“We in the community have high hopes for the visit of the panel of the banks’ complaints mechanism, to tell them what has happened since the dam was built. Because here in Panama people deny a lot of the impacts that the community is experiencing. We would like to say to the independent panel, and to the bank, that we are human beings too.”
According to M10, what should FMO do?
“We have asked the bank to please take responsibility. If it really has policies that respect human rights, let’s put things on the table. If a company gets legal security, where is the human security for the population? We are not looking for a short-term solution. If it weren’t for this dam, we’d have enough species of fish to survive as a community for 50 years, 100 years, 200 years, 300 years after our generation. But we no longer get this service that nature gave us. We lived from nature, that was the livelihood of the community. So we don’t see short-term compensation as a way to solve a social problem. We live in a different century now: they can no longer deceive the population.”
“It is important to us that the bank says to the Panamanian nation, to the world, ‘we recognize that M10 is not a terrorist organization’ – as GENISA labeled us – ‘but rightly fought against the violation of the rights of the community’. Because despite this, FMO financed this project, which is why it has not been easy for the community to say “we are going to negotiate.” The bank must ask forgiveness from the community to whom it has harmed, and work to permanently repair the damage. For FMO to say this publicly, that would be an exemplary exit from the bank for us.”
In April 2011, FMO decided to finance the construction of the Barro Blanco dam on the Tabasará River in Panama. The project was very controversial from the start because the dam was built without the permission of the Ngäbe-Bugle people, while it – and especially the reservoir that would be created – would have enormous consequences for the local communities. In 2011, the Ngäbe-Bugle, led by M10, the local movement that stands up for the rights of the affected communities, started their peaceful protests. In 2012, the army was deployed against the protests. Two people were killed, 40 people were injured and more than 100 people were arrested.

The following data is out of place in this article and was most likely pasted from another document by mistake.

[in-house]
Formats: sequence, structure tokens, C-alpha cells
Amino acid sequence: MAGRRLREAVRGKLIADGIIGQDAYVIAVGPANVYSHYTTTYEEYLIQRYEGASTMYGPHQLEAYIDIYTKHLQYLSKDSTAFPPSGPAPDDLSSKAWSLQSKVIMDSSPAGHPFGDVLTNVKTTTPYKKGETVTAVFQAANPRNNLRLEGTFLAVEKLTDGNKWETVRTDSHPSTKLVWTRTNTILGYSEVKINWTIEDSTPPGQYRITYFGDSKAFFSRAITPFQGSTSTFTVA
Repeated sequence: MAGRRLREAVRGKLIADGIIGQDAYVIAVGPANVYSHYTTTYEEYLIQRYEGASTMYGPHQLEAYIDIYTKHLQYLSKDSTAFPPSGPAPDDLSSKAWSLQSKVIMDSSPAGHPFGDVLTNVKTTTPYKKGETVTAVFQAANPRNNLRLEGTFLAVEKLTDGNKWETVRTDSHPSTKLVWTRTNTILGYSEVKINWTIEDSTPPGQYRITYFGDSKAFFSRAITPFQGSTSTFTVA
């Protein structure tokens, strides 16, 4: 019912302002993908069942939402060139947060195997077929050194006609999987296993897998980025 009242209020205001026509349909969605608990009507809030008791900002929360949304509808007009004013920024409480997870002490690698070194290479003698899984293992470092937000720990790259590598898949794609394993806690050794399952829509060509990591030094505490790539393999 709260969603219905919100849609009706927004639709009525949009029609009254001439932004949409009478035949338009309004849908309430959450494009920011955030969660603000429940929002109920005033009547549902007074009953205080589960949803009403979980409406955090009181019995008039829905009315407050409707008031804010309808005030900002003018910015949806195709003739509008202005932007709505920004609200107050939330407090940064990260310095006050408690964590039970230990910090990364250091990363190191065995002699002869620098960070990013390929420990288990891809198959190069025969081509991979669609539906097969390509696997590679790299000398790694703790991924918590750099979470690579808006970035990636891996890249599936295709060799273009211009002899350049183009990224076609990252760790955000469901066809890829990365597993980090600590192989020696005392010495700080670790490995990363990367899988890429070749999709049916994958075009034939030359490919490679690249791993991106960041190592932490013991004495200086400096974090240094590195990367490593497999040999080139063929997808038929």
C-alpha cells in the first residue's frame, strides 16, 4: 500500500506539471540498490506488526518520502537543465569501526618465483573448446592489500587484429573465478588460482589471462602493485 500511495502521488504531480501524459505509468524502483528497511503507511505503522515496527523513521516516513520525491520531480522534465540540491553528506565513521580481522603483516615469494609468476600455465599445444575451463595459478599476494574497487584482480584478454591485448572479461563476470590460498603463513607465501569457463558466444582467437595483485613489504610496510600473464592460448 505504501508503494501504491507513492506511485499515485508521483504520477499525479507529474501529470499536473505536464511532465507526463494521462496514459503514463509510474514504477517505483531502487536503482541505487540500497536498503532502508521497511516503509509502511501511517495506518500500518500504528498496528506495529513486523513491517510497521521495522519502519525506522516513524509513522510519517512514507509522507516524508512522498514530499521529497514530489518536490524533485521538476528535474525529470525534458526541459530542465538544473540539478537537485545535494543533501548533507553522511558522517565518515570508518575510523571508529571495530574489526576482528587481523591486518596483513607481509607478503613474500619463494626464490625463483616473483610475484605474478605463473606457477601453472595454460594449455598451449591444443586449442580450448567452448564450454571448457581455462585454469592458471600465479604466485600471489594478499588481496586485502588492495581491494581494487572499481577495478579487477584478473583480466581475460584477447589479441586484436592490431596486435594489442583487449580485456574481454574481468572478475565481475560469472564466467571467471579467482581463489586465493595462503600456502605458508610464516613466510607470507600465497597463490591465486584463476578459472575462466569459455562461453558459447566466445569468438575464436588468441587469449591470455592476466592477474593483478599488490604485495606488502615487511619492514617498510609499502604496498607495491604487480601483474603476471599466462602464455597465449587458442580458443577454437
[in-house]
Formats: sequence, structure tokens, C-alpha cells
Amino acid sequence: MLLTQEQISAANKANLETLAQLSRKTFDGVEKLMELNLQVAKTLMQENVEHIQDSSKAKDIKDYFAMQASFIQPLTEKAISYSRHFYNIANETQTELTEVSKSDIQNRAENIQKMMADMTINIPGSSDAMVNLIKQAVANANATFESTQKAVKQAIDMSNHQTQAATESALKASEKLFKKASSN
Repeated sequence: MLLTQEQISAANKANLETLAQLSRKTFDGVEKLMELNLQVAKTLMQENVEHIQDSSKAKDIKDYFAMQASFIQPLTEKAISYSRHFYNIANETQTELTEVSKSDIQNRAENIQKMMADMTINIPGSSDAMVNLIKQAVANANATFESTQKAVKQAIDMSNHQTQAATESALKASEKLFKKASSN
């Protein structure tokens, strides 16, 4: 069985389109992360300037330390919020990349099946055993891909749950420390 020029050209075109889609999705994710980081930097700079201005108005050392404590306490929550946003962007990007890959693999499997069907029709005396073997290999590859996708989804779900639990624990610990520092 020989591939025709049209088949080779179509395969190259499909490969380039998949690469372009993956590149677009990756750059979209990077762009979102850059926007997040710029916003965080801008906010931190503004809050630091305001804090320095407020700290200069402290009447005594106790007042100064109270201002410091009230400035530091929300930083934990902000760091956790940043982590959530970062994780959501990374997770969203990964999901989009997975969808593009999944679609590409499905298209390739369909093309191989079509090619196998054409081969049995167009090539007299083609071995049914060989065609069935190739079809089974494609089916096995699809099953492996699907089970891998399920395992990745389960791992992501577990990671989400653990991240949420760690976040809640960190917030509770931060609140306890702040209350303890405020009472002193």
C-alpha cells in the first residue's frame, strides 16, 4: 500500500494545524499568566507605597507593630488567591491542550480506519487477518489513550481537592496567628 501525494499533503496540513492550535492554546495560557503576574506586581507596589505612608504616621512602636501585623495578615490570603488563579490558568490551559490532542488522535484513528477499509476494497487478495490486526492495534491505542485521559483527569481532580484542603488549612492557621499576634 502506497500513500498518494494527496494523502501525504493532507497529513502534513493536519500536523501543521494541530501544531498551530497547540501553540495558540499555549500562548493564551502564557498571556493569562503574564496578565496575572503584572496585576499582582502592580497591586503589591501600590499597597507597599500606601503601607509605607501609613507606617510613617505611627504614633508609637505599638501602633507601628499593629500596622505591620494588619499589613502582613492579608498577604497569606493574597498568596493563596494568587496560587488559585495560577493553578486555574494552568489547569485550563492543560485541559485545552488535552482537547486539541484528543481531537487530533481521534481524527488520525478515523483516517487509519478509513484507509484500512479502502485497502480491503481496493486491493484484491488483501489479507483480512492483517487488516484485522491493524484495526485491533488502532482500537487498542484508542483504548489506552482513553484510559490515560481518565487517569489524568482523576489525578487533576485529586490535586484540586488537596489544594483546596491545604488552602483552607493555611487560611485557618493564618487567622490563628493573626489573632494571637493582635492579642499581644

In the Netherlands, Both ENDS and SOMO pointed out to the FMO at the time that the Barro Blanco project was accompanied by gross human rights violations. In 2014, M10, with the help of Both ENDS and SOMO, filed a complaint with the FMO and DEG complaints mechanism, which was declared admissible in June of that year. The Compliance Review report released in 2015 highlighted several instances of non-compliance with the banks’ social and environmental standards. However, FMO did not withdraw the funding. The dam was built anyway and the concerns of the communities were not heard. In 2016, the dam’s reservoir was filled, severely affecting local communities. Both ENDS and SOMO hope that the latest visit of the ICM complaints mechanism and the opening of a dialogue between M10 and FMO can contribute to finding a sustainable solution for the affected communities.